Peter informed me yesterday of a father and son who came to fish on Thursday and had to abandon their outing due to the anglers curse, the infernal Midge!
Do not underestimate these insects because when in full attack mode they can be a source of immense discomfort and send a burly six footer into a sprint to his car for sanctuary! Our recommended dealers have much to help this situation so pay them a visit and give yourself a break. I find that “Schoo” and Avon’s “Skin So Soft” to be reasonably effective and couple this with a net and you can fish in reasonable comfort. Always remember however to remove your net when entering a retail establishment or they will probably think you are a bank robber and take appropriate action!
Tweed Trout and Grayling Initiative Update
A very interesting meeting of the group took place on Tuesday night. Kenny Galt the TTGI biologist giving an outline of the movements of Sea Trout in the catchment. In particular he outlined the movement of one Tweed Sea Trout which was caught on the Yorkshire coast by an angler fly fishing for Mackerel last week!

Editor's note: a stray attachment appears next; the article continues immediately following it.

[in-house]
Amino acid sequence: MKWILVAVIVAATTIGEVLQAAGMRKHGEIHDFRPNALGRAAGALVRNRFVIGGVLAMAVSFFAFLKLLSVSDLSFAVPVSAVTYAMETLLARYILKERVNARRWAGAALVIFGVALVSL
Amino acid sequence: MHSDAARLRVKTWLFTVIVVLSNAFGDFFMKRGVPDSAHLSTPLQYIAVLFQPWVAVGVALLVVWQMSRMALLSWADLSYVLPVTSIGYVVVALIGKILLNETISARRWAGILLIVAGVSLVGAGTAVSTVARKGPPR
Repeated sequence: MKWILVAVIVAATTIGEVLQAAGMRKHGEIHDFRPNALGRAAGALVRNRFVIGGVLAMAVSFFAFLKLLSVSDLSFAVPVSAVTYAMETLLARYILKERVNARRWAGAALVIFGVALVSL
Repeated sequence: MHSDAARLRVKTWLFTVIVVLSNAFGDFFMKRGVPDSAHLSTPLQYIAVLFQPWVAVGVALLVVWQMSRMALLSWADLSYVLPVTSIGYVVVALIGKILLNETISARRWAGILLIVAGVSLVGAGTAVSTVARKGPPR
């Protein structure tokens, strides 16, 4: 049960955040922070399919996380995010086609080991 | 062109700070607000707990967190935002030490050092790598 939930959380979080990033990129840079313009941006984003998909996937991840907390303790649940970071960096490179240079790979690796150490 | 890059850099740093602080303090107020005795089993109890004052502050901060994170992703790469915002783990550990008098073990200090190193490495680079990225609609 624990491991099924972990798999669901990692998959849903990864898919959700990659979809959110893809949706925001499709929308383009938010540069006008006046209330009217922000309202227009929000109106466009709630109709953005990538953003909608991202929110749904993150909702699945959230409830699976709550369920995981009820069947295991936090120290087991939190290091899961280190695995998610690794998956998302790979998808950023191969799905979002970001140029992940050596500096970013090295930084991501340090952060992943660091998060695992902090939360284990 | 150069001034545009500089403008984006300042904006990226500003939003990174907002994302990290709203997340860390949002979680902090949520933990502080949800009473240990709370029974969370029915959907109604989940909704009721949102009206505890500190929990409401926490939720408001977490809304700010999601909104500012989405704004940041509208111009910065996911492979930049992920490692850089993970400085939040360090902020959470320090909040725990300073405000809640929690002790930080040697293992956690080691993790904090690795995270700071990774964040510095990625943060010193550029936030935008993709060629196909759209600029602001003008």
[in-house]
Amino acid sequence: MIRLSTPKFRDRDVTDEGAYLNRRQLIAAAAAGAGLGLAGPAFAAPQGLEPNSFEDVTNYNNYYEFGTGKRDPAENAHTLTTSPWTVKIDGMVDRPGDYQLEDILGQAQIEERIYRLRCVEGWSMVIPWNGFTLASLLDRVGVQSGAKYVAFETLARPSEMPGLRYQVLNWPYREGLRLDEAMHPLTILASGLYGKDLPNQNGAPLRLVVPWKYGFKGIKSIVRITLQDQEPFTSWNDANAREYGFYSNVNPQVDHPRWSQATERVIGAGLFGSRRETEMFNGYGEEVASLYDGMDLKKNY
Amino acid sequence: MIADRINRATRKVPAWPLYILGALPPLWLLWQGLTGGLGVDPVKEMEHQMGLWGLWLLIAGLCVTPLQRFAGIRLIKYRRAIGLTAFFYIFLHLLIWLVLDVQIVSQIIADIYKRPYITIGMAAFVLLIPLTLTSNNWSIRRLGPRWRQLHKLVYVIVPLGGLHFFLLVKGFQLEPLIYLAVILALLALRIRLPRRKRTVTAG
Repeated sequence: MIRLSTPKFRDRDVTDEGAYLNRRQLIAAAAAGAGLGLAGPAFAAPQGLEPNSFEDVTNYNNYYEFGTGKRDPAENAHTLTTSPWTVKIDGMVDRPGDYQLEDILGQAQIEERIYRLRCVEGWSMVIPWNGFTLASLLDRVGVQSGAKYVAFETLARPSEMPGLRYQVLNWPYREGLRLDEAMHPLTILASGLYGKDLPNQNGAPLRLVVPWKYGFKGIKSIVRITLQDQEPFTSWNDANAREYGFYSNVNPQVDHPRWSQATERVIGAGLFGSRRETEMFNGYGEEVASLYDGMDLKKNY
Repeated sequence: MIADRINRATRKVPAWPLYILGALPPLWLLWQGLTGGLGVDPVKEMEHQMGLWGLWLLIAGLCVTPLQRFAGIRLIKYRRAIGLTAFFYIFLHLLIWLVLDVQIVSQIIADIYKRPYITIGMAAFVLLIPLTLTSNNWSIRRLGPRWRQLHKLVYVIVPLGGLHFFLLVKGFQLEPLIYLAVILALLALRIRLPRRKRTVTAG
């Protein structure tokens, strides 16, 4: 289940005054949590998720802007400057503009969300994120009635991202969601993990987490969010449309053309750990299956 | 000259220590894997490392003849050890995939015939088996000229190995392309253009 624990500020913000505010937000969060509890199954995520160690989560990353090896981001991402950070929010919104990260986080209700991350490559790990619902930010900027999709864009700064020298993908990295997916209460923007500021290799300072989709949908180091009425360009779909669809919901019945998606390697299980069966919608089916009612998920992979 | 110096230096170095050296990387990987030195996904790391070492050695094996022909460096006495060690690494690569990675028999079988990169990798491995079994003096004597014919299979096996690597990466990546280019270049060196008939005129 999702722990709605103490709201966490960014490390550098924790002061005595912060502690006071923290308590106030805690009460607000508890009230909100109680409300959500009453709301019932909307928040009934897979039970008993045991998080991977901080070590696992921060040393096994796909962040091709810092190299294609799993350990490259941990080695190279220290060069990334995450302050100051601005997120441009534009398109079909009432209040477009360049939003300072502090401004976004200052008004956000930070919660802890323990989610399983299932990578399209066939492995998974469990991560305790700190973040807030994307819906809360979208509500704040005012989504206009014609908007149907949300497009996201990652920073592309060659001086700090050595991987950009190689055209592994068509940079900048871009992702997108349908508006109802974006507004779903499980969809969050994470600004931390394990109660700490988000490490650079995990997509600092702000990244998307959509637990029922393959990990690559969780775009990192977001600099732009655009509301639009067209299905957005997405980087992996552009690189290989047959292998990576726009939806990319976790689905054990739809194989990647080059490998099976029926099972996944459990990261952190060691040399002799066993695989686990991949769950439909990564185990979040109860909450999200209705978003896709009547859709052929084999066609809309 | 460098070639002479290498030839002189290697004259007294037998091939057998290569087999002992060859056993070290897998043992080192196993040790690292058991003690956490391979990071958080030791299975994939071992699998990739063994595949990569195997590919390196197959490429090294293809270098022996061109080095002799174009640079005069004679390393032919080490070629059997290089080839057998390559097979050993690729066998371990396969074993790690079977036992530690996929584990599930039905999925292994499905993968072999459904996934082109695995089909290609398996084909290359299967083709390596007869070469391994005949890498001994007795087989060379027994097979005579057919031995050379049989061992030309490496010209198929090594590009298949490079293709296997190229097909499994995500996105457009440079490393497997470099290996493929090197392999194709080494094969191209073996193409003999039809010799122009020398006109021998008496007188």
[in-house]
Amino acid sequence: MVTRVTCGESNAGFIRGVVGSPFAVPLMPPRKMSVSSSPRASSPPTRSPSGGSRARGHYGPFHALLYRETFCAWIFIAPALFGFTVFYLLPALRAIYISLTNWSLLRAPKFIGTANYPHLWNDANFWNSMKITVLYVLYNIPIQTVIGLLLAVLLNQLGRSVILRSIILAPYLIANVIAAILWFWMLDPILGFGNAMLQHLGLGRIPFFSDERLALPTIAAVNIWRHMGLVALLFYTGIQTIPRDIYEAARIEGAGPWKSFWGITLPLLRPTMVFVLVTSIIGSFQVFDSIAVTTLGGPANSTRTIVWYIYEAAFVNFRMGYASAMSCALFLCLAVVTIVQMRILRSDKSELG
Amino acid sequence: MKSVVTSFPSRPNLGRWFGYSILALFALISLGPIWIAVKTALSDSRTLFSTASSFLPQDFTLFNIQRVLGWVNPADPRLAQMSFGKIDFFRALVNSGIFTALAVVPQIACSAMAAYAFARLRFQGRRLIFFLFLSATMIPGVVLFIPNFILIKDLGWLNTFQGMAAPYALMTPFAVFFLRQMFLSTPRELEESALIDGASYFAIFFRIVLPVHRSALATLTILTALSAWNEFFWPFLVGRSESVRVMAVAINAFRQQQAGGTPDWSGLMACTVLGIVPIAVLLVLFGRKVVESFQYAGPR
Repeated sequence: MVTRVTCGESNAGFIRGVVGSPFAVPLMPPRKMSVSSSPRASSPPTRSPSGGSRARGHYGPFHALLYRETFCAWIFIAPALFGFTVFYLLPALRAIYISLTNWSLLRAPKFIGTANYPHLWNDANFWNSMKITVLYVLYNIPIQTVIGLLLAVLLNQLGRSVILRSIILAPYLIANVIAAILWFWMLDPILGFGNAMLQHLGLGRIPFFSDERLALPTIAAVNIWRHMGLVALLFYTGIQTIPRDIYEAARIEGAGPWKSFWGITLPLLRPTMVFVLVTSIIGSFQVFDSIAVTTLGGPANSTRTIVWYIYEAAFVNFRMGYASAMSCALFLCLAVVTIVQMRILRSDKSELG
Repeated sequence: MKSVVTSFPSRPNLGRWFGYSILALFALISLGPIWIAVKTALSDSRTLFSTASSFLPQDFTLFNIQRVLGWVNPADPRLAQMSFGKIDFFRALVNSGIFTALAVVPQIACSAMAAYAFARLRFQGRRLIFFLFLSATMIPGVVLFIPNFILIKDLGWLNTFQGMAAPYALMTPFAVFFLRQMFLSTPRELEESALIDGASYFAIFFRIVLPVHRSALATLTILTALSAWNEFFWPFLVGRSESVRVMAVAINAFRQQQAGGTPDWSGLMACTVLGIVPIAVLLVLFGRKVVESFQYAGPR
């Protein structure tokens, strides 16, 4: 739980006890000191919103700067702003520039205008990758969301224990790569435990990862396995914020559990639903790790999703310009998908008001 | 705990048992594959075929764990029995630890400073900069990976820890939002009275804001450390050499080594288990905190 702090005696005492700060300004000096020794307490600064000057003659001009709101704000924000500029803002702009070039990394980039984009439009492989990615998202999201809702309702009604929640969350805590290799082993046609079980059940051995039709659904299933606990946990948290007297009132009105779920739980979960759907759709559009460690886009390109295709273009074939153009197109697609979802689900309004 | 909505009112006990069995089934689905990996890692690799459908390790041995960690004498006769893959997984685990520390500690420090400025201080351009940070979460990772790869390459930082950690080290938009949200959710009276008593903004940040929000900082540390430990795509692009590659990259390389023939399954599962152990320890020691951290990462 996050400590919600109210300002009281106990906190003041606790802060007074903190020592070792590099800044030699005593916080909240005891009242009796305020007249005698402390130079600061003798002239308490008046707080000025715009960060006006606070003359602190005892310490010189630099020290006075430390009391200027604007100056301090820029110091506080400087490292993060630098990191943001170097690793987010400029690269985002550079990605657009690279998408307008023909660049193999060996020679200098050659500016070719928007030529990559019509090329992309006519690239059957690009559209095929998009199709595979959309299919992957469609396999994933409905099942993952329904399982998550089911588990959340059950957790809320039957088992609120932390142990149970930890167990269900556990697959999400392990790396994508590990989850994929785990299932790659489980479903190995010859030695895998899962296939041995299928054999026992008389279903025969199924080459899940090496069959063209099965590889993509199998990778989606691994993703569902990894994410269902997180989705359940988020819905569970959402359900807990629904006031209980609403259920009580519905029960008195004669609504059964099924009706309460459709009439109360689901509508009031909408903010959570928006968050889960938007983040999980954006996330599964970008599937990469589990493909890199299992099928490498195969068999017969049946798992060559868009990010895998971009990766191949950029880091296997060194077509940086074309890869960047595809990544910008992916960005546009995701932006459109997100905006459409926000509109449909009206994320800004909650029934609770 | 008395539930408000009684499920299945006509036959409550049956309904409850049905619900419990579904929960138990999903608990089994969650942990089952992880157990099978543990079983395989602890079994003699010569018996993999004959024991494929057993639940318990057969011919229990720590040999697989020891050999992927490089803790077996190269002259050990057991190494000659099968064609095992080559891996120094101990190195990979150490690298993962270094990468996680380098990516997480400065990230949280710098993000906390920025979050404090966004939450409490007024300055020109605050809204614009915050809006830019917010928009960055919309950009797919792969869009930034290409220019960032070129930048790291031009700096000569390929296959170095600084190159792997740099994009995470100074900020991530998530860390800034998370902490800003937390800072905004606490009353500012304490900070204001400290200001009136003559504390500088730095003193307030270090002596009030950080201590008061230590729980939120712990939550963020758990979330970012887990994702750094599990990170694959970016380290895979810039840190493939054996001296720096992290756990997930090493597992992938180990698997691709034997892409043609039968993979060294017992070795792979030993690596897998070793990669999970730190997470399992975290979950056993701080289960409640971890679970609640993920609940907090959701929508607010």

From the tag on the fish the scientists were able to discern that the fish was tagged in July 2010, had been upriver and spawned and when caught, was probably on its way home to the catchment to spawn again. I’m going to try and persuade Kenny to arrange for a couple of Smolts from the loch to be tagged so we can monitor their movements!
It was also very interesting to hear of some of the Trout monitoring that takes place in the catchment. It is during the second year of life that the fastest portion of growth takes place when the Trout descends into the river (in our case the loch) and begins to pack on weight!
A Trout at the end of its second year often grows to around 8 inches in length, a period of very intense growth. This rate of growth slows down from this point on and is never seen again unless the Trout switches to eating other fish! Matilda our much reported cannibal Trout was a Trout in this category. She recorded great growth brought on by devouring Pike dead baits and no doubt other fish that she was able to capture. Incidentally she has not been seen for over a year and it looks very much like she was captured and taken by a desperate angler which if true would be a real shame!